Me and my shadows...

Reporter: Iram Ramzan
Date published: 11 October 2016

Oldham West and Royton MP Jim McMahon has been promoted as shadow minister for local government and devolution.

Labour party leader Jeremy Corbyn's latest reshuffle means that all three Oldham MPs are in the shadow cabinet.

Mr McMahon joins Failsworth and Ashton MP Angela Rayner, who is shadow minister for education, and Oldham East and Saddleworth MP Debbie Abrahams, who is shadow secretary for work and pensions.

Mr McMahon's new role has been expanded, having formerly covered local government alone.

He has previously urged the government to make sure towns like Oldham are considered when money and power is devolved to the Greater Manchester and has said that while he believes in devolution, he wants to see a settlement with genuine powers and resources being devolved.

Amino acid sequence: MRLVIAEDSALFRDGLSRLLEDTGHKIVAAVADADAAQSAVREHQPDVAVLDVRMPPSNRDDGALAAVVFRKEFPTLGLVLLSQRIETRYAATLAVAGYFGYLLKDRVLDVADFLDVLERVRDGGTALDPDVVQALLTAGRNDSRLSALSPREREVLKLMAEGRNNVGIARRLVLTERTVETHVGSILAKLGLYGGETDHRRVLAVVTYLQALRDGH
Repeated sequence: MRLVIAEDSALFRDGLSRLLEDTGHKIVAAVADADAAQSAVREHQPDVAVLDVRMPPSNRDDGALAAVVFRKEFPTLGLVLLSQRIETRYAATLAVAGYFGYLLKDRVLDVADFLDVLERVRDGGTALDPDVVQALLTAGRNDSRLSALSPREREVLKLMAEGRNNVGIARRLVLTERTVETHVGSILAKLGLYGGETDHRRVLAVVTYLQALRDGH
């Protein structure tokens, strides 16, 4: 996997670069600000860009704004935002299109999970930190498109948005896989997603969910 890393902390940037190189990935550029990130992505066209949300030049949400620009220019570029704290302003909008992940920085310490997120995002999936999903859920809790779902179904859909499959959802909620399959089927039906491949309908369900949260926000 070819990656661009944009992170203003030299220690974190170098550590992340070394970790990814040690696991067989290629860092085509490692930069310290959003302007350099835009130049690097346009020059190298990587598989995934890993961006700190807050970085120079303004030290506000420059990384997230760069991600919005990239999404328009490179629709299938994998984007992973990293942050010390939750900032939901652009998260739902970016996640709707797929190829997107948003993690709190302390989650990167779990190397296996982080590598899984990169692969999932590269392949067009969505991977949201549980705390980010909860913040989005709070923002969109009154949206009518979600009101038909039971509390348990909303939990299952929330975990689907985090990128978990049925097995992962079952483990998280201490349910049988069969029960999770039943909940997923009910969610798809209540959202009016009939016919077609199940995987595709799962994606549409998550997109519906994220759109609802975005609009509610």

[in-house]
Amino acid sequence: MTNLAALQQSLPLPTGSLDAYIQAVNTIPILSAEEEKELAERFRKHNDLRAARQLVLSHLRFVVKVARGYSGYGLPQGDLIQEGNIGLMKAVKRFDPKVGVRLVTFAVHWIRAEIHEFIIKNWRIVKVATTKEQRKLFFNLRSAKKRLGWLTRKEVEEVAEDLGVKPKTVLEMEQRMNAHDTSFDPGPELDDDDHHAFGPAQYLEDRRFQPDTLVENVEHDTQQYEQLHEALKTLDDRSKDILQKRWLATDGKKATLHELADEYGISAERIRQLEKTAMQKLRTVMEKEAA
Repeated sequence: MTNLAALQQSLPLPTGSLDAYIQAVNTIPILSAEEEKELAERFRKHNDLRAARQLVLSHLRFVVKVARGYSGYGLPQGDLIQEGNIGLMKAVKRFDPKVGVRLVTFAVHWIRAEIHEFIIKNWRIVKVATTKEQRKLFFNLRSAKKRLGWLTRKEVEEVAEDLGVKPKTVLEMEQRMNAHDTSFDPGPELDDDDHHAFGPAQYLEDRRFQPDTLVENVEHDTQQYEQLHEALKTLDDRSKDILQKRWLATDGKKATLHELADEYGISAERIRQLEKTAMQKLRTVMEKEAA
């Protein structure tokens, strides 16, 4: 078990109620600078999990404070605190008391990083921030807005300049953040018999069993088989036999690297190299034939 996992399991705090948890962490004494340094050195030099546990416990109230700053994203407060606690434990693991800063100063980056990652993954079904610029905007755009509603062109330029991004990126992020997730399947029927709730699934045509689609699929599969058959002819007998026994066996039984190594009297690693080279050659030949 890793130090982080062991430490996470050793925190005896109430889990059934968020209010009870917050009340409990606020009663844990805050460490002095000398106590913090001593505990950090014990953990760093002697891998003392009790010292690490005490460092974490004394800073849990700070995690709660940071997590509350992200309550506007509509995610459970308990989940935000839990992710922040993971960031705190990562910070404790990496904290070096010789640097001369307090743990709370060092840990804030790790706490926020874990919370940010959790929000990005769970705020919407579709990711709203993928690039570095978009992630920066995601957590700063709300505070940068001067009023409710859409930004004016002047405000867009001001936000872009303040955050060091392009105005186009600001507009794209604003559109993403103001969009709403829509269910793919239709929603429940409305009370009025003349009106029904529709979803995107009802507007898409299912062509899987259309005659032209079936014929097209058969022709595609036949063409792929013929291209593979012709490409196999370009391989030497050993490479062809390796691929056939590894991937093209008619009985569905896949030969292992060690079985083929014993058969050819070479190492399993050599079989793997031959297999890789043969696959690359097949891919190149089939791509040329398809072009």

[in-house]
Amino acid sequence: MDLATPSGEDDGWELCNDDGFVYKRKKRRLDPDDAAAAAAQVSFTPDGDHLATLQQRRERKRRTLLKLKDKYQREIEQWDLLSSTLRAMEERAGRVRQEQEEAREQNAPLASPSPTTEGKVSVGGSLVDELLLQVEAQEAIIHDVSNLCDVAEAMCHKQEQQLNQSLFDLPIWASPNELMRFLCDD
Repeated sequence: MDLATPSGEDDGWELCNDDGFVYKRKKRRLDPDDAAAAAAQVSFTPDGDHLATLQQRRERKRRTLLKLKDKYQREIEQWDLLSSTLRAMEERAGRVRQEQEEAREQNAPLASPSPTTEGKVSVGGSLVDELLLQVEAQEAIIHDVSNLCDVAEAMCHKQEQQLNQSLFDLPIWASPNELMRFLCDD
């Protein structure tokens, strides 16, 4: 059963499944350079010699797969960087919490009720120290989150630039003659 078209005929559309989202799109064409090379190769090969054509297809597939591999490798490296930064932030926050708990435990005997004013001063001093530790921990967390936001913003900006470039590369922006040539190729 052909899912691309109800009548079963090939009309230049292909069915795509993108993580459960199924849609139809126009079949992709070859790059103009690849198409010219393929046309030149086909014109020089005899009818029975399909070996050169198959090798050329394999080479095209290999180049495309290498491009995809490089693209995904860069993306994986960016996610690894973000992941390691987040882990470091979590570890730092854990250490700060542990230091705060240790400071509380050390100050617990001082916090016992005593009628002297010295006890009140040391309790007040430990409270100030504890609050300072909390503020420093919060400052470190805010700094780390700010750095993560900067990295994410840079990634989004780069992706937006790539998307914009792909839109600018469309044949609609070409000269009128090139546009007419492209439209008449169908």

Mr McMahon said: "I've accepted the role as shadow minister for local government and devolution.

"I'm a champion of local government and believe strongly that our councils need a strong voice not just to defend them against Tory cuts, but to offer a positive vision for devolution.

"I've been privileged to work as PPS (parliamentary private secretary) to Tom Watson as deputy leader of the Labour Party.

"His personal support and encouragement has meant a lot to me as a new MP trying to find my feet.

"I want to place on record my thanks to him.

"The next few months and years will be testing for our councils and I want to put into practice my own experience as a councillor of 13 years and as council leader and leader of Labour local government.


"I want to work with our council leaders and front bench to develop Labour's vision to shift power from the few to the many."

Winning with a landslide victory on December 3, 2015, the former Oldham Council leader was soon appointed as parliamentary private secretary to Tom Watson, deputy leader of the Labour Party.

Mr McMahon rose to become the most senior Labour councillor in the country following his election as leader of the Local Government Association Labour Group representing all Labour councillors in England and Wales.

He secured a place on the ruling executive of the Labour Party, the NEC (National Executive Committee) and held onto both roles until being elected to parliament in 2015.

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